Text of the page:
Agate, Mexico, “Fortification Agate” (a picture agate with a pattern that resembles a fortress), Slab ~ 4 inches across. Photo ? Joel E. Arem, PhD, FGA. Used with permission.
Agate is a variety of chalcedony, a cryptocrystalline form of quartz. Translucency, patterns of color, or moss-like inclusions may distinguish this stone from other forms of chalcedony. Agates can show a wide variety of vivid, multiple colors. These are principally the result of traces of oxides of iron, manganese, titanium, chromium, nickel, and other elements. All agates take a wonderful polish and are tough enough for most jewelry uses. Designers often take advantage of the intriguing patterns these stones have to offer to create unique and?fascinating?pieces.
In general, agate values are quite modest. Their prices reflect mainly labor and artistry rather than the value of the material itself. Agates of large size or with particularly distinctive, fine, or landscape-like color patterns are at a premium. Custom cut pieces or stones from collectible locations would be substantially more expensive.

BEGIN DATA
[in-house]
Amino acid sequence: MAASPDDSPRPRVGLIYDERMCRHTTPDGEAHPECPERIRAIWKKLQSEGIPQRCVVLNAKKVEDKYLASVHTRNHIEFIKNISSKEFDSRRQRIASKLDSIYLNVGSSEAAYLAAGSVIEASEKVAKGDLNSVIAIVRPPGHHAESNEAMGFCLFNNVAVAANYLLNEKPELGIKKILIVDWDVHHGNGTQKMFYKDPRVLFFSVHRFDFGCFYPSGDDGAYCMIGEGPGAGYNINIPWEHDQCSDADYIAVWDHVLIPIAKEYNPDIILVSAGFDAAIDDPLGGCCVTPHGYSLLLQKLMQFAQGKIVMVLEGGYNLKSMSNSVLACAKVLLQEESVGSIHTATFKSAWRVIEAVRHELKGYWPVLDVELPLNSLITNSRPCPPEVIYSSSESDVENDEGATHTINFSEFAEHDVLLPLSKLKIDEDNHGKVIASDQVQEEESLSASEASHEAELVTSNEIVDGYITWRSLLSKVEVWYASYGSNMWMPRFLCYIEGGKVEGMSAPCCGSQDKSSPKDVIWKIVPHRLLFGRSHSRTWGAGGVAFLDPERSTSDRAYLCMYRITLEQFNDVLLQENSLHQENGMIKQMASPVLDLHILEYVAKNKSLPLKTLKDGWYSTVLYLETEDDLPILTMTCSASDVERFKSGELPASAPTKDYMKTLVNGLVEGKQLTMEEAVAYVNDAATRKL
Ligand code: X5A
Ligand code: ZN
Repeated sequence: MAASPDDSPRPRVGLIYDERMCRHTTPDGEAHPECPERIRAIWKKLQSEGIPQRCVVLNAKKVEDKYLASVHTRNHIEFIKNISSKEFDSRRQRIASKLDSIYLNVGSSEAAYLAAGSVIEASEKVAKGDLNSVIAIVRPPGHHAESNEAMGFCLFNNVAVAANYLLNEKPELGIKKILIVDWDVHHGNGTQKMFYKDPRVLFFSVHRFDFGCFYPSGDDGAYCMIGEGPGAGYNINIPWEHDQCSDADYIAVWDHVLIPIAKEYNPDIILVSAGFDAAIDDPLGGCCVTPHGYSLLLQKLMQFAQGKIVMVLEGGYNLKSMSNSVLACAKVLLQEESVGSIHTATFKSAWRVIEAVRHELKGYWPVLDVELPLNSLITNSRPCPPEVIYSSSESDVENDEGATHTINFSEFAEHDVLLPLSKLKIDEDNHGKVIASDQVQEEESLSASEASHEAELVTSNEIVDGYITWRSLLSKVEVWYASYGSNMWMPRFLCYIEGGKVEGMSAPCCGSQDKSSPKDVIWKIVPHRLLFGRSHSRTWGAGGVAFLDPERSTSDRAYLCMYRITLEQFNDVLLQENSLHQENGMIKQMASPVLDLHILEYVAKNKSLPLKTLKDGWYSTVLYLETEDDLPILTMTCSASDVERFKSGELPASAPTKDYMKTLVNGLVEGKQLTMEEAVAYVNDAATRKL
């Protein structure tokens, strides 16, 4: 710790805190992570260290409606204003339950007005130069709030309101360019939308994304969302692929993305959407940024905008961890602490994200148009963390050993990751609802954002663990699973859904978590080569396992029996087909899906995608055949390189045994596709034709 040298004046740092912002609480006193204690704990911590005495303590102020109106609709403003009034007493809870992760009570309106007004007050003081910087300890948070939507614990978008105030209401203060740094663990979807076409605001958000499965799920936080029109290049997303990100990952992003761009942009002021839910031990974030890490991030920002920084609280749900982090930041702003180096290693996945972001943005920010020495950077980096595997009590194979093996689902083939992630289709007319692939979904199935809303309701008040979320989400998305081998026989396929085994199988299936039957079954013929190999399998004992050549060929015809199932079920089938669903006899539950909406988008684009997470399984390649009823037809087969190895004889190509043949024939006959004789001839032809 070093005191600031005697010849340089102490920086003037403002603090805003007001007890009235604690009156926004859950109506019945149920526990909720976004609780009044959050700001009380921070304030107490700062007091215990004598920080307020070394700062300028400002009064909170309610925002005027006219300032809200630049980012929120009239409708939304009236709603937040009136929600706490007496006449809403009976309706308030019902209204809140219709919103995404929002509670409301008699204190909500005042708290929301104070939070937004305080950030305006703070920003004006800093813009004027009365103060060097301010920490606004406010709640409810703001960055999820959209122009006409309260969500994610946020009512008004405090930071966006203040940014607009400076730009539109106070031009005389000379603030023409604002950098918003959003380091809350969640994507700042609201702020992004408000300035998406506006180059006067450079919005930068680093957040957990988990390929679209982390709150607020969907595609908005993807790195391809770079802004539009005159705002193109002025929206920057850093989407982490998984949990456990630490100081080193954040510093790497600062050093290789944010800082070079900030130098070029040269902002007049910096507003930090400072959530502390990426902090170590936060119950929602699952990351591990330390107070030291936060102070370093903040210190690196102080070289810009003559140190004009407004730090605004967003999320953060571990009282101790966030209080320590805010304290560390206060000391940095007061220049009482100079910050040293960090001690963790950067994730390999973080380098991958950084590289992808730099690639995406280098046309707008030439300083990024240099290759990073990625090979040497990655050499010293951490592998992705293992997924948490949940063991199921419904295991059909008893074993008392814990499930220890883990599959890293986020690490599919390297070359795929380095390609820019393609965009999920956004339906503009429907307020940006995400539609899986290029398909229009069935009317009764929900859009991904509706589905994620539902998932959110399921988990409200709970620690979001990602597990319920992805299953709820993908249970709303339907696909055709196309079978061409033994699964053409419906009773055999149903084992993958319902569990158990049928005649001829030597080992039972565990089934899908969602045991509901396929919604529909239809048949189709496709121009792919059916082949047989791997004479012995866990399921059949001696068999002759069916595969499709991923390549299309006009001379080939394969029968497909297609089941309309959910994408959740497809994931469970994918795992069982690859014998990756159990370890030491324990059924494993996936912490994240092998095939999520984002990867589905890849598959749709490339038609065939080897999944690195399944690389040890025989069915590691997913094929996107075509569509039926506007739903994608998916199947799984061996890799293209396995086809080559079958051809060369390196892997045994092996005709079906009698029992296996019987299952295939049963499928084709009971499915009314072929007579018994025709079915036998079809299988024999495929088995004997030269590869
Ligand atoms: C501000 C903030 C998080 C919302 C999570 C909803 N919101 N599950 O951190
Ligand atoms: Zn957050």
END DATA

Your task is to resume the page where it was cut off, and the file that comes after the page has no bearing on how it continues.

From the Ancient Greek Achates, the name of a river in southwestern Sicily where the material was found.
Varieties of Agate
The color patterns in agates usually take the form of flat or concentric layers or bands. Mossy or dendritic inclusions can sometimes create the impression of vegetation and landscapes. ?Varieties of this gemstone are described by their color patterns, inclusions, or source.
With regular color layers and bright colors, this variety is one of the most popular. These stones are found all around the world, but Brazil is one of the most productive sources. Many of the richly colored, banded agates you see for sale are dyed.
These stones contain mossy inclusions of mineral oxides that may be any color. Stones that present plant-like patterns are called moss agates. Those with feather-like patterns are called plume agates. Those with tree-like, branching patterns are called dendritic agates.
Fossilized ancient tree trunks and limbs may have their organic components replaced by agate stone over millions of years. In some cases, their woody structure may?also be preserved and?visible?with a microscope. The agate’s color may be very bright and strong.
Dyeing is an ancient and common practice for enhancing agates. (Chalcedony stones are relatively porous). This is usually a stable process.
A celebrated secret process for dyeing agates was developed in Idar-Oberstein, Germany, in the 19th century. When the agate deposits in this town were depleted, emigrants to South America shipped grey agates back to Idar-Oberstein. These pieces were dyed and the results were extraordinary.